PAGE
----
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      Alessandro Gallenzi: The Tower.       

Alma Books     £ 7.99.
         

There is a line of dialogue in the film The Da Vinci Code that soon attracted ridicule.

‘We need to get to a library fast,’ says Tom Hanks.

Not the best way to link narrative perhaps.

The technocratic bibliophiles who investigate the disappearance of a missing manuscript are too savvy to be that crass, and so is Alessandro Gallenzi the author of The Tower.  There are two stories in this fine book.  These are the persecution of late Renaissance philosopher Giordano Bruno and the theft of one of his manuscripts by a Catholic priest 500 years later in Jordan.  The chapters of the book alternate between these two stories.  Within the first twelve pages the reader has visited 16th Century Rome and modern day Jordan.   Gallenzi has enough confidence and skill to resist the temptation to vary his chosen format.  At the end of each chapter the reader willingly returns to the other story. 

The investigation of the missing manuscript is kept simple.  The bibliophiles who investigate the robbery are dull intellectuals but believable.  The book benefits from having uncomplicated investigators.  The Tower reveals both the philosophy and history of the rebellious philosopher.  The accusations of the Catholic Church and the refutations of Bruno do not constitute a simple argument.  It requires skill to be faithful to the original ideas and events and yet provide an easily read thriller.  Gallenzi succeeds.  He pitches The Tower somewhere between The Da Vinci Code and The Name Of The Rose.  The simple mindedness of The Da Vinci Code and the pretentious cheese of The Name Of The Rose are avoided.  Like Umberto Eco did in The Name Of The Rose, Gallenzi preaches the importance of knowledge. Giordano Bruno is a great champion for the curious, and The Tower is a splendid tribute to an important thinker.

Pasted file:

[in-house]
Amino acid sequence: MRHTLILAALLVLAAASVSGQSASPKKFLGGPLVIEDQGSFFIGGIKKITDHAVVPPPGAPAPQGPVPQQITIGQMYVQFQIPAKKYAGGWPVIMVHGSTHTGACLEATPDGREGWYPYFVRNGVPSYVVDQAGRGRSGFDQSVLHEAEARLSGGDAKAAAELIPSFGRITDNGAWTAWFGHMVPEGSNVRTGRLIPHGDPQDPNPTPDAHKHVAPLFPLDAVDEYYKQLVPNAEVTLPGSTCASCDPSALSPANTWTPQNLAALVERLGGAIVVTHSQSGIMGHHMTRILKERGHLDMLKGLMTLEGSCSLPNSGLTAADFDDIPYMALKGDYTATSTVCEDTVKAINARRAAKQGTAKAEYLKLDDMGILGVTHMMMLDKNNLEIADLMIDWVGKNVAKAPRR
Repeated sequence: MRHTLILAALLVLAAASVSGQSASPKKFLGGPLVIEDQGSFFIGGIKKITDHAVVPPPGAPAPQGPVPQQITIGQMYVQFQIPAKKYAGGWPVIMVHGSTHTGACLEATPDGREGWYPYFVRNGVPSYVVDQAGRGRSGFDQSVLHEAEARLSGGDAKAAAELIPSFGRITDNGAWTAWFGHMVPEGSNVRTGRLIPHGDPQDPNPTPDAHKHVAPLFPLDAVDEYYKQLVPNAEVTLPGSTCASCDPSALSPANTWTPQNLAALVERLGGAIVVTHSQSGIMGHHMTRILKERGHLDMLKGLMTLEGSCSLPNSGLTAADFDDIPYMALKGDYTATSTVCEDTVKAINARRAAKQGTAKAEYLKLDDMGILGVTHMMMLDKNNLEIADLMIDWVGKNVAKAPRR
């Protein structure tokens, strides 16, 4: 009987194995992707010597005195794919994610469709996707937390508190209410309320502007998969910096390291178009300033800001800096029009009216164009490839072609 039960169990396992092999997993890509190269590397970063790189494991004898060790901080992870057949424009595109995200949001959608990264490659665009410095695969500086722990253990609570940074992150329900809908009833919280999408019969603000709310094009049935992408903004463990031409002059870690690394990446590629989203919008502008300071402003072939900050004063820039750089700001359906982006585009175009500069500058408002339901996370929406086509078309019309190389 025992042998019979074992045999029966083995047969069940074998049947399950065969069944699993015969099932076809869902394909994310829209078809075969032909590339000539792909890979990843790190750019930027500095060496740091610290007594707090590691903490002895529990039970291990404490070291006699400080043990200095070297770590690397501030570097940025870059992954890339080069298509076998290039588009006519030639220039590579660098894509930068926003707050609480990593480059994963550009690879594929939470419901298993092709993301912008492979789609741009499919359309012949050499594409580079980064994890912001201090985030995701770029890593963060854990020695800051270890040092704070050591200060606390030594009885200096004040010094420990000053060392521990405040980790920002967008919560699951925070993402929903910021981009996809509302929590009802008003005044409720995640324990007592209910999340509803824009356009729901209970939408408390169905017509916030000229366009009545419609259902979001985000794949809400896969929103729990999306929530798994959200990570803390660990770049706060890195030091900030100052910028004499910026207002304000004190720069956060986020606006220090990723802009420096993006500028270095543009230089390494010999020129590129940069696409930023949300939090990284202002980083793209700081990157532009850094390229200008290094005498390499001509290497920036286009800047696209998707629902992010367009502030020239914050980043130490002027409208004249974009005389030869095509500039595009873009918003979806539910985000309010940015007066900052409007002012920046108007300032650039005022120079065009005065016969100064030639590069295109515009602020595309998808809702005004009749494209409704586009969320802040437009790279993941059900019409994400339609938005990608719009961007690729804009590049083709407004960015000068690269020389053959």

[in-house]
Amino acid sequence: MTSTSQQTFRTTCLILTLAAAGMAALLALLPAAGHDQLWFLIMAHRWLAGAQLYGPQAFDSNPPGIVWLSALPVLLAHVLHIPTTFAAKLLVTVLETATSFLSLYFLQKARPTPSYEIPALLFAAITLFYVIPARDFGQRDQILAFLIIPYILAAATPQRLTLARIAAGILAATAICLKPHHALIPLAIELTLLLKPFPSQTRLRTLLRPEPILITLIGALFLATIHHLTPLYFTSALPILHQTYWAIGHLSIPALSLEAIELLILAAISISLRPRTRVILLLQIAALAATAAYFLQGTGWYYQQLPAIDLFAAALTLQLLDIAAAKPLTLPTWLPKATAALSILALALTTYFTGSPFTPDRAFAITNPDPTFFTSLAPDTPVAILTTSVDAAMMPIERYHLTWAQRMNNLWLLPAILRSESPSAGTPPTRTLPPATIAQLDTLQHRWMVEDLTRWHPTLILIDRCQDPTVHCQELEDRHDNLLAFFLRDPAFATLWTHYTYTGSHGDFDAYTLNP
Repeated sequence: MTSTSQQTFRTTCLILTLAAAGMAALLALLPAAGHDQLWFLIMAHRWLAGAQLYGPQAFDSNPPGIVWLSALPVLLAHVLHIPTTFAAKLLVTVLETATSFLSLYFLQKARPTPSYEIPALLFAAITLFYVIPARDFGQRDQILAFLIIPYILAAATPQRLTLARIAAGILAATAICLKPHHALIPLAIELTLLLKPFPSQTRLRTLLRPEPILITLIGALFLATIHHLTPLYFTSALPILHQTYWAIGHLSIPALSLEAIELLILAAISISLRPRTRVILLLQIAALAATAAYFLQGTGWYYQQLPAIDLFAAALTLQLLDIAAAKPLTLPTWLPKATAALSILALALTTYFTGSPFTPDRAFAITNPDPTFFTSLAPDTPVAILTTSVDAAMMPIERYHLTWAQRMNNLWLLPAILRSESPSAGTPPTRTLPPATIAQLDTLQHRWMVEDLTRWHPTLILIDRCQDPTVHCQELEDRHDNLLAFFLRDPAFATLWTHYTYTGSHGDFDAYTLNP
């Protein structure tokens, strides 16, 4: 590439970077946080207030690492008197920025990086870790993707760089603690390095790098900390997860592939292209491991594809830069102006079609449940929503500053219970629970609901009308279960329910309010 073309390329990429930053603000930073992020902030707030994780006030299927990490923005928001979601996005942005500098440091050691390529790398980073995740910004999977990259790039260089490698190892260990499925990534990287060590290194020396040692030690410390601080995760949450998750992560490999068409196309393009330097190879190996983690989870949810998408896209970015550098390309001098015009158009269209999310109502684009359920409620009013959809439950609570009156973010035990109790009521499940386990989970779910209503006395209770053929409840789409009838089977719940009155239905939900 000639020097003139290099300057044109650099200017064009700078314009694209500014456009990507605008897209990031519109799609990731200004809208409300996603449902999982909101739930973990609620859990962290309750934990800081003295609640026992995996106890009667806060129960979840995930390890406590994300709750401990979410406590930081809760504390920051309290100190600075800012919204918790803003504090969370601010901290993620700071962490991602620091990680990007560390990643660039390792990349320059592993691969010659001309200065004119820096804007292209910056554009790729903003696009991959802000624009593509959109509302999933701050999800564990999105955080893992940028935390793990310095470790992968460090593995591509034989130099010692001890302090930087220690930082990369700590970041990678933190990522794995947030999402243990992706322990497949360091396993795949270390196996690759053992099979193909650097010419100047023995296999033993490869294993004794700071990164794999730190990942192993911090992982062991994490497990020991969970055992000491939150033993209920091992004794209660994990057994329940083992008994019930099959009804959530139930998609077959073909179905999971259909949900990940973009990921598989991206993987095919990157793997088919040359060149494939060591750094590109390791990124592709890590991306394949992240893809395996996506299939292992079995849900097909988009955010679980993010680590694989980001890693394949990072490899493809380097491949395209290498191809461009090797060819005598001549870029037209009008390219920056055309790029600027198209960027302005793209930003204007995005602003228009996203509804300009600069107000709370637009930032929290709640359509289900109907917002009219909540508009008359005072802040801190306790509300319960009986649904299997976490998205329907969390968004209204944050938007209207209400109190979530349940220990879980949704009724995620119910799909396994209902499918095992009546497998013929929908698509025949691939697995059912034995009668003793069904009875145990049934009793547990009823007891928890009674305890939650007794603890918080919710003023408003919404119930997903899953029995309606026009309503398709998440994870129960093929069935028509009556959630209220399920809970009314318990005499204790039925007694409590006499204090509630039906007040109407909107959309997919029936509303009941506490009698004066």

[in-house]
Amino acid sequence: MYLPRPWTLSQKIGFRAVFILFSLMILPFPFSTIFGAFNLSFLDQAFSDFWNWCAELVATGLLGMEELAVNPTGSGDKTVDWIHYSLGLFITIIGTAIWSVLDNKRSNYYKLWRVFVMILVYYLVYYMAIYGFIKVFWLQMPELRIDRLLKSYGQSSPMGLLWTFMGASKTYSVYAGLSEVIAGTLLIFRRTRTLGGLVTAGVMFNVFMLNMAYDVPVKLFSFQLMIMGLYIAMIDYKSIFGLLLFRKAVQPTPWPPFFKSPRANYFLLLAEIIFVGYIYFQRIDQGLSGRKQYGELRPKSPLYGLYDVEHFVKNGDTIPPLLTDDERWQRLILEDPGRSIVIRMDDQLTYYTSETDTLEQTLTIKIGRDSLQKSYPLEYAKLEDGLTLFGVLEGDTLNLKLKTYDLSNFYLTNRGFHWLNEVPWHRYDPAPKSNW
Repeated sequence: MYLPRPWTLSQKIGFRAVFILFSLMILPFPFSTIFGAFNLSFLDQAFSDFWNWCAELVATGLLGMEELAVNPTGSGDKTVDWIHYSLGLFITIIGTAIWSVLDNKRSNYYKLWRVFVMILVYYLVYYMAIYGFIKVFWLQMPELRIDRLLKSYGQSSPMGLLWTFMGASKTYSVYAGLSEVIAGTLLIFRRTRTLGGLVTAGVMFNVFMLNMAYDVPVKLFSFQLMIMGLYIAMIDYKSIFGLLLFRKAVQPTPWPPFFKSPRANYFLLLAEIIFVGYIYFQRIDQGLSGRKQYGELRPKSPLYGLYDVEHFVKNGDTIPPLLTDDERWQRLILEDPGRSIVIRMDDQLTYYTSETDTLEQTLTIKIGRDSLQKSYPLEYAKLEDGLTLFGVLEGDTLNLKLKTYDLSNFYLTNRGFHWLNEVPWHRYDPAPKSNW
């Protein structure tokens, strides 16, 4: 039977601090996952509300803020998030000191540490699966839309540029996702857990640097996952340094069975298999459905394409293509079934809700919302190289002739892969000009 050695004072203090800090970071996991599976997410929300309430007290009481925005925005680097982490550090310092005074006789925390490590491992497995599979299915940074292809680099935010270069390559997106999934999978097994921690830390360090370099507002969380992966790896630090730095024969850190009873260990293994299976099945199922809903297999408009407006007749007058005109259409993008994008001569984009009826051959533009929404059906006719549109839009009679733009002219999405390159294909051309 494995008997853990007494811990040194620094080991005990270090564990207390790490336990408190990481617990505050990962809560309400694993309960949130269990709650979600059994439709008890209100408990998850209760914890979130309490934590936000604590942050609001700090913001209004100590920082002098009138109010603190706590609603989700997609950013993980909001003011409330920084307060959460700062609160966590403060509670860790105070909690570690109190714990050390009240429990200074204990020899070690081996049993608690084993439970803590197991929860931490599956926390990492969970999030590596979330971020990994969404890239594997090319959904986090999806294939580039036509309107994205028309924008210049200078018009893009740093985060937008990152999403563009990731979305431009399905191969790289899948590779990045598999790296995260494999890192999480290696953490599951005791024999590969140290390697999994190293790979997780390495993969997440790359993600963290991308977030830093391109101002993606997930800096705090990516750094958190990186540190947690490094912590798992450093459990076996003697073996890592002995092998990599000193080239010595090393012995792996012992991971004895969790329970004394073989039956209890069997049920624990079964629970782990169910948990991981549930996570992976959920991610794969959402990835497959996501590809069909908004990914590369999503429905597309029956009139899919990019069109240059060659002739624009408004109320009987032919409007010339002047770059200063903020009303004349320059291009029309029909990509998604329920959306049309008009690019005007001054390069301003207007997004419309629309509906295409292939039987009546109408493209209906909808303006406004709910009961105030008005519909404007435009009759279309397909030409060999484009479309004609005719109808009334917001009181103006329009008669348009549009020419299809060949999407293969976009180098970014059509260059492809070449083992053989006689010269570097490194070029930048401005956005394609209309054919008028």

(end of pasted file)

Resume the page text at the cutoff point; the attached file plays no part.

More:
The links between past battles within the Catholic Church and the Islamic extremists of today are clear and they support the unusual format of the book.  .  Knowledge that undermines faith may be dangerous but it is important.  There are other links.  The philosopher Giordano Bruno hopes to create in his writings a tool that will enable humans to master memory and expand their knowledge and resist narrow-minded autocrats.  The Internet is welcomed by the technocratic investigators as the modern realisation of what Bruno attempted.  His manuscript is held in a tall tower that houses an organisation that will digitalise every book that has ever been written.  Biblia Tower is a modern equivalent of a monastery.  Monasteries also had a grand purpose.  They were remote places of work for the serious yet they depended for survival on capricious warlords and monarchs.  Biblia Tower houses dedicated intellectual specialists but its project requires the support of a volatile stock market.

The Tower, though, is much more than dry intellectual debate.  The modern story contains well-timed shocks, and the block headed persecution of Bruno is told passionately.  His story and fate will engage and enrage readers.  Gallenzi is convincing on how persecutors operate and think.  It becomes clear that the crimes imagined by the powerful are always beyond the thinking of the ordinary.  The will to destroy the innocent has always charged dark inspiration.  I look forward to a sequel, perhaps a thriller about Erasmus.

 By Howard Jackson.